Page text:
Locked units[edit]

Many ALFs also serve the needs of people with some form of dementia, including Alzheimer's disease and others with mental disabilities, as long as they do not present an imminent danger to themselves or others. The sections of the building where these residents live are often referred to as memory care. In the United States, legislation enacted by each state defines not only the level of care, but often what conditions are prohibited from being cared for in such a home.[citation needed]

  • In California, these units are not "locked" they are secured by alarms, delays, keypads needing a code, etc. However, they are not locked units like a psychiatric ward.

Many ALFs will work to accommodate a person with severe forms of Alzheimer's by having separate private units. These specialized care areas are part of the main building but are secured so residents with Alzheimer's cannot leave and possibly do harm to themselves. These care areas usually house fewer people, and more attention from the caregivers is provided.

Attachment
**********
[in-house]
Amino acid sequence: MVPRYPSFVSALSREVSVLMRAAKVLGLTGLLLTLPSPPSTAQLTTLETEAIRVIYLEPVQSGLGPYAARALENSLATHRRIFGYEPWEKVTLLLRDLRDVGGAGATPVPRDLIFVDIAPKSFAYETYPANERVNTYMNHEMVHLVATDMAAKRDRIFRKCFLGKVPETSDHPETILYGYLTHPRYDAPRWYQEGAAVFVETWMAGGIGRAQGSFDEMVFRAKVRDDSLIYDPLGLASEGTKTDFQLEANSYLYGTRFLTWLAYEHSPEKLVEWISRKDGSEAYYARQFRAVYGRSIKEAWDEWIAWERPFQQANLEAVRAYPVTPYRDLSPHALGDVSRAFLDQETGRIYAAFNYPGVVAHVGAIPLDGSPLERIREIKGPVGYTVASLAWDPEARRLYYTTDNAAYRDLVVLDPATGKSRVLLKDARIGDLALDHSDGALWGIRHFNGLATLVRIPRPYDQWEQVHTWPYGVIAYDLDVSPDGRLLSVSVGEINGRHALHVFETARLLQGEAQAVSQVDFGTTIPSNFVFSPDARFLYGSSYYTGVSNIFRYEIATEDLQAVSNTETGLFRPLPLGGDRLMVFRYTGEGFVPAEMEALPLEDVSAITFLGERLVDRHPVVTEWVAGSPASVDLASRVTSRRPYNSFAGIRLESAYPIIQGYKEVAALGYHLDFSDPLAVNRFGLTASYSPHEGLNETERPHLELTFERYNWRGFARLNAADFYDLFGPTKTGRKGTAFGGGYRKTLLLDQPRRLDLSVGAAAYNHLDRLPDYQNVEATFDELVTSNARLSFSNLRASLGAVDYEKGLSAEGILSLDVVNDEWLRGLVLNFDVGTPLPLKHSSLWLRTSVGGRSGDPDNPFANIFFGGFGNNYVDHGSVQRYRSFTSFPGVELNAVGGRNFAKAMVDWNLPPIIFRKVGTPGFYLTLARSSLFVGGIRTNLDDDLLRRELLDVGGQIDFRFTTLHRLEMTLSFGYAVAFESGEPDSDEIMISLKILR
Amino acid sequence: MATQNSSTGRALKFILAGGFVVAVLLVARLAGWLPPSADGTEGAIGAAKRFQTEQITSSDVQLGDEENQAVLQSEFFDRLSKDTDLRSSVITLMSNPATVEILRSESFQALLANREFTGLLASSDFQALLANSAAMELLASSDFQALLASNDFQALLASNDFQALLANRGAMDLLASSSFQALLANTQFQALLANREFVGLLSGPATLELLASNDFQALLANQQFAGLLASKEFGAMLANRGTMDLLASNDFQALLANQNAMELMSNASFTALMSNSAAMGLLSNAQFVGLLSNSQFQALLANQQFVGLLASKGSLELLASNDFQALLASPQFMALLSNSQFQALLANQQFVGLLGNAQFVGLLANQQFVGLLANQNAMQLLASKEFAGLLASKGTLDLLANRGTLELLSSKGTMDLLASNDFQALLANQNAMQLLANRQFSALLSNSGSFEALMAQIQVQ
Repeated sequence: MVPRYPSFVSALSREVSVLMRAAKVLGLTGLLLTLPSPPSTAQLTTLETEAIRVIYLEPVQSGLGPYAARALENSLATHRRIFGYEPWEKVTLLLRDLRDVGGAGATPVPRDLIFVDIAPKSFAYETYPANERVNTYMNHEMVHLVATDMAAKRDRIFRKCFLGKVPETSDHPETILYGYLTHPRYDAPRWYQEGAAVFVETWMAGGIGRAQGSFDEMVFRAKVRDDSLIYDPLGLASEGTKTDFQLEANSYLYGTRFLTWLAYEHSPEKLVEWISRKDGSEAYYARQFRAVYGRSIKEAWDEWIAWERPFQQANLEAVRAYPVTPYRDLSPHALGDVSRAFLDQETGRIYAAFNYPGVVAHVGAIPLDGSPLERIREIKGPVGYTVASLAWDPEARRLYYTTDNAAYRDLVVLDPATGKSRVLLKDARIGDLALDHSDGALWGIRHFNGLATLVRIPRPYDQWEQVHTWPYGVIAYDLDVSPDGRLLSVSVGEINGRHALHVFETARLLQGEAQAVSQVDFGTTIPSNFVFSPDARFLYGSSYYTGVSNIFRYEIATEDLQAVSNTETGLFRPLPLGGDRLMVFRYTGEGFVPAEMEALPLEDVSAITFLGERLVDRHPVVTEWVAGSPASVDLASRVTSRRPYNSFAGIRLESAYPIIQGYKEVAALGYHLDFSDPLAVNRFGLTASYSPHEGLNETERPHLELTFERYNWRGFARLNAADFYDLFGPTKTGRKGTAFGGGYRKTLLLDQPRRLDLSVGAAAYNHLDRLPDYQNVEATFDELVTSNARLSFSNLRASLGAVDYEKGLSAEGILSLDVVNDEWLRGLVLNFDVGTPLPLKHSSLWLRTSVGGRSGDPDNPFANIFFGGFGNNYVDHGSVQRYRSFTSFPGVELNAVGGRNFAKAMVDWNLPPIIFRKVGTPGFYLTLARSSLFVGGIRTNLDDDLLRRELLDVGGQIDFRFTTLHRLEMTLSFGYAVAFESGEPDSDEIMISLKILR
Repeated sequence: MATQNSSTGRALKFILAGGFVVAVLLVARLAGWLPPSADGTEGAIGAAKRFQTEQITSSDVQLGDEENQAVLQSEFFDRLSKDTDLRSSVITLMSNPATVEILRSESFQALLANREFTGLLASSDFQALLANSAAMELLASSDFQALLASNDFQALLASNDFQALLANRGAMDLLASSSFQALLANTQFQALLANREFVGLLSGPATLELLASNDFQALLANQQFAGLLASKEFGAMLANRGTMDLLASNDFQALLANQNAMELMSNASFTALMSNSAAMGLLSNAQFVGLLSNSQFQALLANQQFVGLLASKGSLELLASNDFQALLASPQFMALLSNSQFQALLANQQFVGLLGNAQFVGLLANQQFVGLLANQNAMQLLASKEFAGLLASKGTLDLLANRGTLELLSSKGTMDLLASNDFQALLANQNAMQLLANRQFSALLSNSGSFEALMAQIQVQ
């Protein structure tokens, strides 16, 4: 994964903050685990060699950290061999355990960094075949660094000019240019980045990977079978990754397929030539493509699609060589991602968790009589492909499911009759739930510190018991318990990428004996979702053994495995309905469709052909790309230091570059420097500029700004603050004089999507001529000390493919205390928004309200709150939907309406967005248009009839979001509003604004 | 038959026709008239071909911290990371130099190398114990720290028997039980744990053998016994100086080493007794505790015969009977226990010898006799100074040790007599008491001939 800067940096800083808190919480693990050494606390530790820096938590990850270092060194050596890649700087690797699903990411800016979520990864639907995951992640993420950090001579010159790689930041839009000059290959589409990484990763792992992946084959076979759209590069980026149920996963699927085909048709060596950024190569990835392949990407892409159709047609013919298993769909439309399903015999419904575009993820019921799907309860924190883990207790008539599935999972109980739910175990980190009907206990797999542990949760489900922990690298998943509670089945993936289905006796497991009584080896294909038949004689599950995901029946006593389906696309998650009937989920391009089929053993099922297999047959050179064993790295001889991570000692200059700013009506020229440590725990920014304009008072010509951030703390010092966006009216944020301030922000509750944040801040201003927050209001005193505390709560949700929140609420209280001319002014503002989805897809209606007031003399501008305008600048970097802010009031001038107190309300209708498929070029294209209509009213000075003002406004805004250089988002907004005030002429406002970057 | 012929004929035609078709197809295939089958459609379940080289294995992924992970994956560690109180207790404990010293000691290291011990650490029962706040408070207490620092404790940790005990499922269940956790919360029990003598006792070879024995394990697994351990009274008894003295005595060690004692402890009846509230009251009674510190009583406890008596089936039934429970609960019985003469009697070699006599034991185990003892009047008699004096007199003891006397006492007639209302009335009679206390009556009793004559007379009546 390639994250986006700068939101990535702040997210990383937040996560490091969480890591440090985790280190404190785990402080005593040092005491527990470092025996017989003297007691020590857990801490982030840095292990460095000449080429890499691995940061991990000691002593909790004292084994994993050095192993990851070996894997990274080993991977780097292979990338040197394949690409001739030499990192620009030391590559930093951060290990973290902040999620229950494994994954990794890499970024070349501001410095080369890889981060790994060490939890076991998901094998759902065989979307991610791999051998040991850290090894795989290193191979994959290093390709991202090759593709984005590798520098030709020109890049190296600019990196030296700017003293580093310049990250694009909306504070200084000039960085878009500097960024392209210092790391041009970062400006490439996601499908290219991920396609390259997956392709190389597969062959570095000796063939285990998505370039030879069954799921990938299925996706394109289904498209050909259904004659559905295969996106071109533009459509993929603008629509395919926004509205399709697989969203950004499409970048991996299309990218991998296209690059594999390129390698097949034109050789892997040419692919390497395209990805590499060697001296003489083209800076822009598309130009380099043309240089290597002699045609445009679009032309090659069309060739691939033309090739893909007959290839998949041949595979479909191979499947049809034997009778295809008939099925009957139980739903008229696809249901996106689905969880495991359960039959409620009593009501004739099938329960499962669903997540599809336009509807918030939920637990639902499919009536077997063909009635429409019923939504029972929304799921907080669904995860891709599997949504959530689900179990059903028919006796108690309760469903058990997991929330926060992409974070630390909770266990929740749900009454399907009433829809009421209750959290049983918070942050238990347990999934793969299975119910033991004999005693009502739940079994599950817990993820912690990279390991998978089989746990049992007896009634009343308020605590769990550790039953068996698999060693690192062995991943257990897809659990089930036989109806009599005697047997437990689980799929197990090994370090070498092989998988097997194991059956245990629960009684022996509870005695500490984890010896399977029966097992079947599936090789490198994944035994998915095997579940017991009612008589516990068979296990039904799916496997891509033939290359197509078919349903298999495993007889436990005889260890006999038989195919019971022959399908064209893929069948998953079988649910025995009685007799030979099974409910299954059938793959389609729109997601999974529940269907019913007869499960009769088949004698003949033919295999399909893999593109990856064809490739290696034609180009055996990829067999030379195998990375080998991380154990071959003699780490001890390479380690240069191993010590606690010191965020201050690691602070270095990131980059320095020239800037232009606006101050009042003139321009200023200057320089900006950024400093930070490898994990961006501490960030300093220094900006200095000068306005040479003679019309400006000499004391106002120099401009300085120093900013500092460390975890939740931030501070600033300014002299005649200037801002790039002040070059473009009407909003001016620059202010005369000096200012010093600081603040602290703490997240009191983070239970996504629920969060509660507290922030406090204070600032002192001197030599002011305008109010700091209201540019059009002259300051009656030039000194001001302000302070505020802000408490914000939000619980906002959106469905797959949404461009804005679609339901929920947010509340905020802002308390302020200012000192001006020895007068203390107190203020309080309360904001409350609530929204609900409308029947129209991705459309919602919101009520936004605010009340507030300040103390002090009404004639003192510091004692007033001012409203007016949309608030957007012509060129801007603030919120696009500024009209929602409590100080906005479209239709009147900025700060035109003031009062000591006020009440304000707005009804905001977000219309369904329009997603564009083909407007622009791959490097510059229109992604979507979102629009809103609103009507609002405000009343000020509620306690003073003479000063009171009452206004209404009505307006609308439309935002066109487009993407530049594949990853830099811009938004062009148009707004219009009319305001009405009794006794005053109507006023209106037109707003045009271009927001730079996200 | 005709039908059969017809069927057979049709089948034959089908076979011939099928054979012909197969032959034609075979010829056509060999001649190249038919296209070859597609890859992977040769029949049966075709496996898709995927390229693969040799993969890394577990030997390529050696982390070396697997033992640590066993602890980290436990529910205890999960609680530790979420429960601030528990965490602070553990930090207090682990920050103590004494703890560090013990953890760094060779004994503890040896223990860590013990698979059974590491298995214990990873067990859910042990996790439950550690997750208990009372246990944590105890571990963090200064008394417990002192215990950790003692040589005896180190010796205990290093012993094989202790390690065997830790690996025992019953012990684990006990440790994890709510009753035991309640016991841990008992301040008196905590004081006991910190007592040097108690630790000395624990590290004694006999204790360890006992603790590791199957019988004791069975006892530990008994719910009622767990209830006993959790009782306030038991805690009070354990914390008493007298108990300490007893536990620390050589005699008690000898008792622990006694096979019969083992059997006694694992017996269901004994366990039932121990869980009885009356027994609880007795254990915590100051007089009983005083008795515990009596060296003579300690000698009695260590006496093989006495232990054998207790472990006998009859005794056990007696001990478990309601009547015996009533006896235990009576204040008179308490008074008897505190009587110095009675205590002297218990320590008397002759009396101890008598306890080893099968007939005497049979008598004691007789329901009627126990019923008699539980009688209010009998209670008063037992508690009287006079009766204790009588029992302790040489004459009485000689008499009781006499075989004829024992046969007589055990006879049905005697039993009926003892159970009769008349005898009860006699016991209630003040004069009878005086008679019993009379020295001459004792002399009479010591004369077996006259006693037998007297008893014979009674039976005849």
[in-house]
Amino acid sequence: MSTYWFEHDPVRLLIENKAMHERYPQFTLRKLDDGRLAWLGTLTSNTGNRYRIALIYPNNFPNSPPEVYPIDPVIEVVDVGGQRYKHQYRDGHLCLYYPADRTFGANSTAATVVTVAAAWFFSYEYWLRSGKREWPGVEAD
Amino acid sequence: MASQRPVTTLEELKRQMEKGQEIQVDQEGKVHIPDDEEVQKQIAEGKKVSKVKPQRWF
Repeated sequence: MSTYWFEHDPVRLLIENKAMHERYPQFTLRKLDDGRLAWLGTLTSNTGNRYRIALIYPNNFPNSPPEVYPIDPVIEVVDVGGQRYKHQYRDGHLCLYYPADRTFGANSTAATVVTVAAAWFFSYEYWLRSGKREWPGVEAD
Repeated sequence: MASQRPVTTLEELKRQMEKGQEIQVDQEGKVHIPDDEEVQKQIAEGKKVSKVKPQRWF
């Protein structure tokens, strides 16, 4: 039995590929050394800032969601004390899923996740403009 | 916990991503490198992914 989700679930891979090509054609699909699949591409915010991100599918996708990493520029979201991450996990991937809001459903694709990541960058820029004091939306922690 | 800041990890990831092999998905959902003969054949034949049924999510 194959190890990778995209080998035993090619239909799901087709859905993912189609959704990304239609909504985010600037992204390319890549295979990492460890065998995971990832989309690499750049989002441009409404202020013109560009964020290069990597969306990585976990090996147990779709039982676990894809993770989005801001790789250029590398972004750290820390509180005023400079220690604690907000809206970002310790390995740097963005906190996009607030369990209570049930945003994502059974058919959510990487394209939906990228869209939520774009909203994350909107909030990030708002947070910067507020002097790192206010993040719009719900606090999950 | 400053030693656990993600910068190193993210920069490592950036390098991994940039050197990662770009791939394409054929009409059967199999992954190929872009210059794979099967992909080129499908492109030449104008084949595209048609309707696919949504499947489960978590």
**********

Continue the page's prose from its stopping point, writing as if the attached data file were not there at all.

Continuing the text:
The units, usually called locked units, focus on applying cognitive and mental activities to help keep the mind fresh. Since there is no cure for the disease, the goal is to work at prolonging or delaying the illness. If one is not engaged in an activity, one's memory will deteriorate more rapidly.

Cost increases[edit]

Assisted living facilities, initially established to support older Americans in their later years, have become increasingly focused on maximizing financial gains at the expense of their residents' well-being. Over the period from 2004 to 2021, the median annual cost of assisted living has outpaced inflation by 31%, increasing to $54,000 per year.[14]

There are approximately 31,000 assisted living facilities in the United States, with four out of five operated for-profit. Half of all operators within the industry are achieving annual returns of 20% or more, exceeding operating costs by a substantial margin. These exceedingly high-profit margins are unprecedented even within other healthcare industry sectors.[14]

Assisted Living Facilities have the option to offer Medicare- and Medicaid-covered services, such as home health or personal care, to their residents. These services are similar to what individuals would typically receive in a private residence. ALF providers aiming for Medicare or Medicaid reimbursement for home health services need to comply with federal home health agency standards. ALFs can enter into contracts with Medicare or Medicaid providers to deliver covered home health, personal care, and other specified LTSS within their facilities for participating residents.[15]